Posts Tagged ‘County’

The popular, Guy Fieri.

The popular, Guy Fieri.

 

Guy Fieri, a celebrity chef known for his rowdy personality, spiky hair and love of roadside diners, is adding an unexpected venture to his mix: winemaking.

The star of the Food Network series “Diners, Drive-Ins and Dives” has bought a five-acre vineyard of pinot noir grapes in the Russian River Valley appellation and submitted an application to open a wine tasting room on Willowside Road.

“Ever since I moved to Sonoma County and saw all this incredible environment of wine, from the agricultural side of it to the business side of it, to the community involvement side of it … I’ve just been in awe,” Fieri said Friday. “So my wife and I were talking about it, and saying, ‘Can we do that some day?’”

Fieri bought the property last year. In his first vintage, 2012, he sold his grapes to Jackson Family Wines for its La Crema brand and to Williams Selyem winery in Healdsburg, which both have had long-term contracts to purchase grapes from the vineyard.

He has initiated organic farming methods on the vineyard and is… read on

If the Napa Valley can’t reduce traffic to arrest global warming, does any other wine region have a chance?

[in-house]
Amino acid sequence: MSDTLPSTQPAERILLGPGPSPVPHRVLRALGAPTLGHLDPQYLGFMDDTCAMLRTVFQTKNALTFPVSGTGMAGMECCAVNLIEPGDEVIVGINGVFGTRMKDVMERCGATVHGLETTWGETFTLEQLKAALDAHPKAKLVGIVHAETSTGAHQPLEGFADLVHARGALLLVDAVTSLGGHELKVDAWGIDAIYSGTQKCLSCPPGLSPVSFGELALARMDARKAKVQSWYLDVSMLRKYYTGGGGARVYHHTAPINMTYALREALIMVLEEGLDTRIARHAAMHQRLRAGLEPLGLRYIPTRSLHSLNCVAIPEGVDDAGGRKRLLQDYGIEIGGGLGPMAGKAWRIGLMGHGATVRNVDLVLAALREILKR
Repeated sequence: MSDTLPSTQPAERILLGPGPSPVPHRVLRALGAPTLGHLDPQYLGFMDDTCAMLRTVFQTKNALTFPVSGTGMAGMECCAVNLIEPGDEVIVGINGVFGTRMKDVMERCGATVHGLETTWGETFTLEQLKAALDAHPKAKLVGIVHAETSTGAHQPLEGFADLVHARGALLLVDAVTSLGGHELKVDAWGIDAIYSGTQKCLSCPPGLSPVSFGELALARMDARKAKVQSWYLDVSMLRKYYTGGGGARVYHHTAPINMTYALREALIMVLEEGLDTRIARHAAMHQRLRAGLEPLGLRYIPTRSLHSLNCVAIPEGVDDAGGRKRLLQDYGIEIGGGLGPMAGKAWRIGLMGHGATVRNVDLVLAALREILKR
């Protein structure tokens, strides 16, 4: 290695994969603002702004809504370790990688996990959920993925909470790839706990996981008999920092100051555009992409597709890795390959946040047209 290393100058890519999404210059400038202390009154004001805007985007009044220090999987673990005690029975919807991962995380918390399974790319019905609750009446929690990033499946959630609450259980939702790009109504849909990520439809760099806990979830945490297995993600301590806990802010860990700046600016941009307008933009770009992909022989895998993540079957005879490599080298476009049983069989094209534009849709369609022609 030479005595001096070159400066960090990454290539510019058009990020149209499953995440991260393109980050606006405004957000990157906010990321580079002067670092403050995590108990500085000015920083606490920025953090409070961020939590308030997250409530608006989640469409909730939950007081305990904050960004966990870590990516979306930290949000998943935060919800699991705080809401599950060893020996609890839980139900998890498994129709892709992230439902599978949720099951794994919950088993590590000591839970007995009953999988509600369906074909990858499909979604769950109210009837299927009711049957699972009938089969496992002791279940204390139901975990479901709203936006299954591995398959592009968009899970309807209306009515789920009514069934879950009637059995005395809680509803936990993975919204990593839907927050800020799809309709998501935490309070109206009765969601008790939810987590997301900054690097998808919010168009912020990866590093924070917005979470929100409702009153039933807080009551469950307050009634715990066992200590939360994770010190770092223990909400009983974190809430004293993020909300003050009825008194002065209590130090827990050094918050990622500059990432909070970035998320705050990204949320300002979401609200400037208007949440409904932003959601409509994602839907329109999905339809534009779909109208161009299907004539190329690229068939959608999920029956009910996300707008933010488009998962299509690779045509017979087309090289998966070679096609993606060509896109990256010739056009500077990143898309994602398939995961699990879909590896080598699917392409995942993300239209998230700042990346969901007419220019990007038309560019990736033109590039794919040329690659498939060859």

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If you build it, they will come – in droves. But Napa Valley’s booming wine industry has created a buildup of traffic that is giving county planners a headache. Napa Valley has long been a leader in environmental responsibility, passing a landmark Agricultural Preserve law in 1968 that severely restricts development outside of cities, and its environmental behavior as a whole is right up to the mark. However, Napa County is finding that actually passing a Climate Action Plan isn’t easy. Last year, the county’s planning staff came up with a proposal that would have restricted wineries from expanding production facilities and tasting rooms without paying large penalties. Everyone seemed on board with the scheme until December, when the powerful Napa Valley Vintners organization led a push that sent the plan back to the drawing board. The vintners didn’t like some of the costs they would have had to pay, including carbon mitigation fees 10 times higher than those on the open market. But their biggest objection was the fact that the plan sought to take most of the carbon reduction from wine production, when the biggest culprit – by a large margin – is traffic.

 

Read on …